Speaking of views, check out this one:

up the hill

When Dunedin people say 'I live just up the hill', they say 'just' to get you up there. Sue Wootton invited me to a night of pizza and wine at her place, but I had to walk there because her car is bung. She lives up past this amazing-looking boy's school, up and up and up. It nearly killed me, because while I've been walking all over the place, I've only been walking, I realise, on the flat bits. Dun is like a big cone, hills all around funnelling down to the flat city area, which is why the Waters of Leith rise so fast when it rains. So I walked up and got there very hot and sweaty and damp, because of course it was raining. Thank goodness for my new raincoat!

Once I was there the evening was wonderful, all homemade pizza and lovely wine and good people to talk to and amazingly beautiful house and a CAT to stroke. Absolute bliss. And a lift home.

On Saturday night I went to another gorgeous house for dinner, the home of a senior librarian who is a fabulous cook as well. More good people to talk to, and the hint of a cat but she didn't show :(

That was meant to be 'just' a walk up another hill too, and after friday night's experience I was getting a bit nervous about it, but Gillian, Donald-TSCL's best friend, dropped by the library and picked me up at the last minute, and for that she gets my utmost blessings.

So I'm being looked after admirably. I also rang Best Beloved and said

If we sold our crappy shoebox house in Canberra, we could buy a gorgeous Victorian villa in Dunedin and still have change for renovations...

And he said he'd look at the employment pages when he got here! It won't happen (don't have a heart attack, Colonel Duck) but the fact that he said it without hesitation made me fall for him all over again. I'm thinking this is a better place to come when we're old than Tasmania. At least there are good health services here, being a medical university town and all. Sigh.

I keep thinking of things to write but not when I'm writing them. It's time to go to work now, I have to print a sunset-pink underlayer today. I got blisters on my hands on Sunday from doing a grey-green underlayer using one heavy roller at high speed, so I'm going to be kinder on my hands today.

Wow, I can hear a flock of seagulls from my window, the real kind, not the ones who ran. Boom-tish! Also, disconcertingly, I think the student upstairs is having sex with someone, from the sound of the bedsprings through the ceiling. It's 8:40am. Lucky them!

Ok, must go. Things to be getting on with. Ciao.

Thursday, August 12, 2010

Wrangling Les

So. I'm now editioning my second poster, and if I can finish it on the weekend, I'm well on track. It's a short poem by Les Murray, called At the Opera.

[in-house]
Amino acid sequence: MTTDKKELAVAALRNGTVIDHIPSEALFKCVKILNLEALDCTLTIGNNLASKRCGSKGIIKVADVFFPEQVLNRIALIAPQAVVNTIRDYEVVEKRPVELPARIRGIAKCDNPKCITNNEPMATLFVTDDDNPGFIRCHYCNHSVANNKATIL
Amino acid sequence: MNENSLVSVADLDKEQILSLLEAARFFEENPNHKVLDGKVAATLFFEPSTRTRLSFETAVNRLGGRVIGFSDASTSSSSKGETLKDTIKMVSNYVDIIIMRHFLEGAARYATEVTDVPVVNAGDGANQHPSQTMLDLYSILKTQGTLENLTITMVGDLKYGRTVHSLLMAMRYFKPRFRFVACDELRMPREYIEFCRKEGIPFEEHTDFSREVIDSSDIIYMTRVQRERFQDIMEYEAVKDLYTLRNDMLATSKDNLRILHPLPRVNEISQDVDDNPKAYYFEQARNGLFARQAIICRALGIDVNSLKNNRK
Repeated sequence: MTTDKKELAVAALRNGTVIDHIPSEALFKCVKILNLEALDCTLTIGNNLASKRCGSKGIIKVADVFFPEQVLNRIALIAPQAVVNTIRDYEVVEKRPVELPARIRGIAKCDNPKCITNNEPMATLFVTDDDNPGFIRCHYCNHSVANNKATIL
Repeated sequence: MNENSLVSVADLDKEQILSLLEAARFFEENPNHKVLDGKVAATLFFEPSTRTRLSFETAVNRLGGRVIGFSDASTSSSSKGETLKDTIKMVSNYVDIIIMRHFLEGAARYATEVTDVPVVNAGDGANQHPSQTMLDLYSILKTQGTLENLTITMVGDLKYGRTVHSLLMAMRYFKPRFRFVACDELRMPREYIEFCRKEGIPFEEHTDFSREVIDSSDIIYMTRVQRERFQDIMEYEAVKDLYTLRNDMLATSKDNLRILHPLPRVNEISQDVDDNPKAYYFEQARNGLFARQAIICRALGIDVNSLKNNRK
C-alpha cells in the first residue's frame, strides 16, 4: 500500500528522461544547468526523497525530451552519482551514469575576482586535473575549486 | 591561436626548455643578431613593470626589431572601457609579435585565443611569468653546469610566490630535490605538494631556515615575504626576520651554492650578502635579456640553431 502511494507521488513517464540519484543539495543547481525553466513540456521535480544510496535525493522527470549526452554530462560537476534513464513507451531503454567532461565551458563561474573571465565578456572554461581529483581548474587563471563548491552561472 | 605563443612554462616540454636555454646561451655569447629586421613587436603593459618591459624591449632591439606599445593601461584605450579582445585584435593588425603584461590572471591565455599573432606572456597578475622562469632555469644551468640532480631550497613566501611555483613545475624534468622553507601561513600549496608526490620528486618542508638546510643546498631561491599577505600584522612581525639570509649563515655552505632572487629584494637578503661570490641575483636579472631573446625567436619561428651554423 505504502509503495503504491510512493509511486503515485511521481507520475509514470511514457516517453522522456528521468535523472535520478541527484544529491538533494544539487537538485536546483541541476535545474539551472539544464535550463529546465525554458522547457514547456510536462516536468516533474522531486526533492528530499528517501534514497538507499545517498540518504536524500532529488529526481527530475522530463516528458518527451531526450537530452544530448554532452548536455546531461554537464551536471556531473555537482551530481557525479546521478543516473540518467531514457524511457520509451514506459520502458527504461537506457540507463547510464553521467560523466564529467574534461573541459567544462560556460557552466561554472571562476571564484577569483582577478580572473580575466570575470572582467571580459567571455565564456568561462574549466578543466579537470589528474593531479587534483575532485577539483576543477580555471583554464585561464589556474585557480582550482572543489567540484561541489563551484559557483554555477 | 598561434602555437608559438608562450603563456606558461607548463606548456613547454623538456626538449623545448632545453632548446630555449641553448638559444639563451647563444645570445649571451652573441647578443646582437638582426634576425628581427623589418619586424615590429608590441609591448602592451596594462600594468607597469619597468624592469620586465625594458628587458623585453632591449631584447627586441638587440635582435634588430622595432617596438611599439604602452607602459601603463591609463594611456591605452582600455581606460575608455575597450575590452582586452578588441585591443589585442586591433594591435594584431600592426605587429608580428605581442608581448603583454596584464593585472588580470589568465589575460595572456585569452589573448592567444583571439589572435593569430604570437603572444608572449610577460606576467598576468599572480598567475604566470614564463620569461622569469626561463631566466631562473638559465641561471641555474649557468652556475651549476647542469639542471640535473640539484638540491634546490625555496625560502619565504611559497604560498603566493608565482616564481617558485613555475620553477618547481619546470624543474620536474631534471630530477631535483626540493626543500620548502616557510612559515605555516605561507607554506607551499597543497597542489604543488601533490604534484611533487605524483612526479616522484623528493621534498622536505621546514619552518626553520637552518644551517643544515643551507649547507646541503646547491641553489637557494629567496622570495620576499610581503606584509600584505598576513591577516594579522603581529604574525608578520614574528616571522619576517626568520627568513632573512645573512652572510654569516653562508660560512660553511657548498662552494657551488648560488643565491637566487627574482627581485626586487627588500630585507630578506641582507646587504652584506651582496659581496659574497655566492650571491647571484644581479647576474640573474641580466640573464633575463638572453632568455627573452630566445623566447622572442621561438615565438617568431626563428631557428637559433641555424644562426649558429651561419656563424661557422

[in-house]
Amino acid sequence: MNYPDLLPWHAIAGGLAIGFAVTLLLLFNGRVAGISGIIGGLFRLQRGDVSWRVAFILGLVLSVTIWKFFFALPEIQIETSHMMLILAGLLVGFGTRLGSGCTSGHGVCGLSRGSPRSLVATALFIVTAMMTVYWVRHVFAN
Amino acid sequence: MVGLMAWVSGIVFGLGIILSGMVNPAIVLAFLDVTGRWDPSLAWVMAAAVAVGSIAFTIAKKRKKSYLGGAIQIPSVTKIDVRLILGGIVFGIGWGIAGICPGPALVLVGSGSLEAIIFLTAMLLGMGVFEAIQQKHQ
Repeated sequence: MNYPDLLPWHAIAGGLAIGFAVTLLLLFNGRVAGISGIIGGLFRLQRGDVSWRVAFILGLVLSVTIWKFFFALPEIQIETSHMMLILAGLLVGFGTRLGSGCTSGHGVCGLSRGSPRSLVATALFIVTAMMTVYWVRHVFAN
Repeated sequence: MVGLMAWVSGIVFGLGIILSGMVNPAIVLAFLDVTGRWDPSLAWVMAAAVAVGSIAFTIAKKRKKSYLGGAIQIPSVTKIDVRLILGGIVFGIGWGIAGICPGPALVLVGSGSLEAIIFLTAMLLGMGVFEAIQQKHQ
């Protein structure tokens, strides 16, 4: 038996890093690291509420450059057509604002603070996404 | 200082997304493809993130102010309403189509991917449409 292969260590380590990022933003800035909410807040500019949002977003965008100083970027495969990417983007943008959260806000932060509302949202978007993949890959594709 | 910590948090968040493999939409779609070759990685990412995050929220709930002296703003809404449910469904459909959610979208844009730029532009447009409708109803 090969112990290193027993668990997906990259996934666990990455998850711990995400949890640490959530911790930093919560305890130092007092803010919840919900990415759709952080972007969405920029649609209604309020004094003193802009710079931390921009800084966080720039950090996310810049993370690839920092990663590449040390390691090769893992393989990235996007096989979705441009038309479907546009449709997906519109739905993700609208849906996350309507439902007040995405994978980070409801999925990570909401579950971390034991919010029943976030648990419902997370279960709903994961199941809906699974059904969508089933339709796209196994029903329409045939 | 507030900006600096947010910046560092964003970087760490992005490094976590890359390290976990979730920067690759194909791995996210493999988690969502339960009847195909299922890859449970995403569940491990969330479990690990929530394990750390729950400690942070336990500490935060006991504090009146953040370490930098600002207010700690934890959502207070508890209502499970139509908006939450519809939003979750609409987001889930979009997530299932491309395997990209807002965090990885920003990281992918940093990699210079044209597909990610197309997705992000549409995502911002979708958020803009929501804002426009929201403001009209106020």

Here's my progress:

Opera start

This is the initial working out of what fonts suit the idea in my head, whether there's enough type, how it all fits together... which eventually turns into this:

Opera forme

Which is actually a lot later in the piece when I remembered to take a photo of the forme.

Here's the initial proofs:

Opera proofs

...and here is the final colour, a bit brighter than my initial mix:

At the Opera

I'm in love with this red, a mix of Warm Red and Rubine Red, and big snaps to the nice UniPrint people down the road who let me look at their Pantone swatch book for ideas, since I left mine at home. I'm also in love with the big wooden M, which is my attempt to evoke a faded but loved red velvet theatre curtain.

inking 2

This is inking from my viewpoint, and this is another:

caught in the act

taken in action by Donald the Special Collections Librarian.

And here are the sexy shots:

At the Opera (another detail)

At the Opera (detail)

Donald thought I might use this block to illustrate the word lorgnette, the central premise of the poem:

eyes in hand

But I decided to keep everything typographical, keep away from the readymade images, and make people do what I suspect Les Murray wanted people to do: go and look up the word.

Also, when I was planning this image, I'd been thinking that the whole series would be portrait orientation, that is, taller than wider. But in the staffroom yesterday having morning tea, it struck me like a thunderclap that it would work much better in landscape. This now means that at least one other of the posters will have to be landscape too, or this one will stick out in the series like a sore thumb.

Speaking of sore thumbs, look what this work does to hands:

battered hand

Broken nails, paper cuts, ripped cuticles, ink stains -- yes, that's the red ink Lady Macbeth look, and I do walk around the library rubbing my hands muttering 'out, damned spot', but I'm rubbing them with baby wipes, which rather undermines the drama.

My feet and legs hurt too, from so much standing. I discovered that there is a massage clinic at the local Polytechnic, and have written an email to them asking about availability. I've also discovered that my college has baths hidden away throughout the building, so I'm going to seek out the closest one and buy some epsom salts. It's hard to sleep from the aching of my muscles, but I'm hopefully toughening up a bit!